I want to tell you a story about three cupcake stores…
Kara’s Kupcakes sold delicious cupcakes and was known for being the most affordable cupcake store in town. Amidst the perpetual line snaking out of her store, Kara operated her business efficiently—but she recently discovered a problem. Despite selling out of cupcakes daily, she was barely making enough profit to cover her expenses.
Some of her more candid customers would tell her they couldn’t believe that she charged so little. Kara knew she wasn’t charging enough to cover the time and energy it spent to make the cupcakes, but she didn’t feel right about disappointing her customers and charging more to make a profit.
Sensing an opportunity, Kara’s friend Chris later opened a high-end cupcake shop across town, charging far more than Kara. Chris’s customers kept coming back because they knew his cupcakes were worth every dollar—each one had surprising and delightful ingredients. After a few months, Kara started to notice less foot traffic coming into her store—it turned out Chris was poaching some of her customers with the premium experience his shop offered.
But all was not right at Chris’ cupcake shop. Many potential customers entering the shop walked out after one glance at the price tags. Chris was disappointed that he’d often make cupcakes that didn’t get sold at the high price (it also hurt to throw them out), but he felt trapped—his costs were too high to slash his retail pricing.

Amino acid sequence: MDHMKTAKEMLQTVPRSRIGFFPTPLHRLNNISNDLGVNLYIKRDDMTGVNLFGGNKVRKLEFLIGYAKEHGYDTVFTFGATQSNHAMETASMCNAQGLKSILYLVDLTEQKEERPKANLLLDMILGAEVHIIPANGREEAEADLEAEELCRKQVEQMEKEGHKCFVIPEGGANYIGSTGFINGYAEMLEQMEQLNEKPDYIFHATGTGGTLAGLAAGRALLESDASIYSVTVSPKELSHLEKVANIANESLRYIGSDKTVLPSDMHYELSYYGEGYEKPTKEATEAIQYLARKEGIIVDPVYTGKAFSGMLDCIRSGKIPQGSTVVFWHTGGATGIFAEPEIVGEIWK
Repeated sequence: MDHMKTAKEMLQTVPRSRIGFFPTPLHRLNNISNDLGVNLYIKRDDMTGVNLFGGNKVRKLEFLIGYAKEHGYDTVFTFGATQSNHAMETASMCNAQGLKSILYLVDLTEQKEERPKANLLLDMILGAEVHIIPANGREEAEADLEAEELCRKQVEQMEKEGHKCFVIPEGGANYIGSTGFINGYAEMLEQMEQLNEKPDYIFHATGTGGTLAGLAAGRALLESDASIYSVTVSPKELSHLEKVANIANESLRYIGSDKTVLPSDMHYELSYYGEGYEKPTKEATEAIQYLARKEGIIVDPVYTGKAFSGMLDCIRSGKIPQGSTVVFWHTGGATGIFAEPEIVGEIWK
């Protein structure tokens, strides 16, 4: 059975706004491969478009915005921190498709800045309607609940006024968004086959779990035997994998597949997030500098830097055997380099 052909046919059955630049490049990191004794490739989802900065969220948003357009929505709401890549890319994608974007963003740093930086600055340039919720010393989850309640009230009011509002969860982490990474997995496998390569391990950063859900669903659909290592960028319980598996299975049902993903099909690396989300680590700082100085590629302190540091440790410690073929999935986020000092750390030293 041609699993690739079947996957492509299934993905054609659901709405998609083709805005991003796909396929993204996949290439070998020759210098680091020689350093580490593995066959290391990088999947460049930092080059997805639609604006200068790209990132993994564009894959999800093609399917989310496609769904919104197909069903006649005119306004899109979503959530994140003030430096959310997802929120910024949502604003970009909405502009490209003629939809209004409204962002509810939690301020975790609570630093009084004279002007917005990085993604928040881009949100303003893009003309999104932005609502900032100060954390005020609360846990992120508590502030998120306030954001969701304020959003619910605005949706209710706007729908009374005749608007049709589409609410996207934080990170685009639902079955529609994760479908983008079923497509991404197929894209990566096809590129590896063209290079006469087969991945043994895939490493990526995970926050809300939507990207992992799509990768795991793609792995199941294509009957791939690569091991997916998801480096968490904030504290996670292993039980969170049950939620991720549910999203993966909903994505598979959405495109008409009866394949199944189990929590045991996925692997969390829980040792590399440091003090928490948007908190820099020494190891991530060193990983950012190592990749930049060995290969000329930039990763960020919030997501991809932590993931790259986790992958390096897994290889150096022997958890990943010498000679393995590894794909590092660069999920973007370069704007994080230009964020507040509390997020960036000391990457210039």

Then, to both Chris and Kara’s surprise, their mutual friend Paulette started Paulette’s Pastries a few months after Chris opened his high-end cupcake shop. After hearing about their struggles with pricing decisions, Paulette felt she could thread the needle between price and cupcake quality.
From the outset, Paulette carefully forecasted, tracked, and calculated her costs to make the cupcakes and added a fair profit margin to the costs to find a price that people were willing to pay. Her line was never as long as Kara’s, but she regularly sold her cupcakes by the dozens and kept doing so as her reputation spread.
Pricing your products can be very psychological and a little like a Goldilocks experience: charge too much, and you don’t attract enough customers. Charge too little, and you create demand, but you may not cover your expenses.
Finding the perfect retail pricing strategy is a delicate balance, but it’s well worth the time to do some pricing analysis to find the best pricing policies for your company.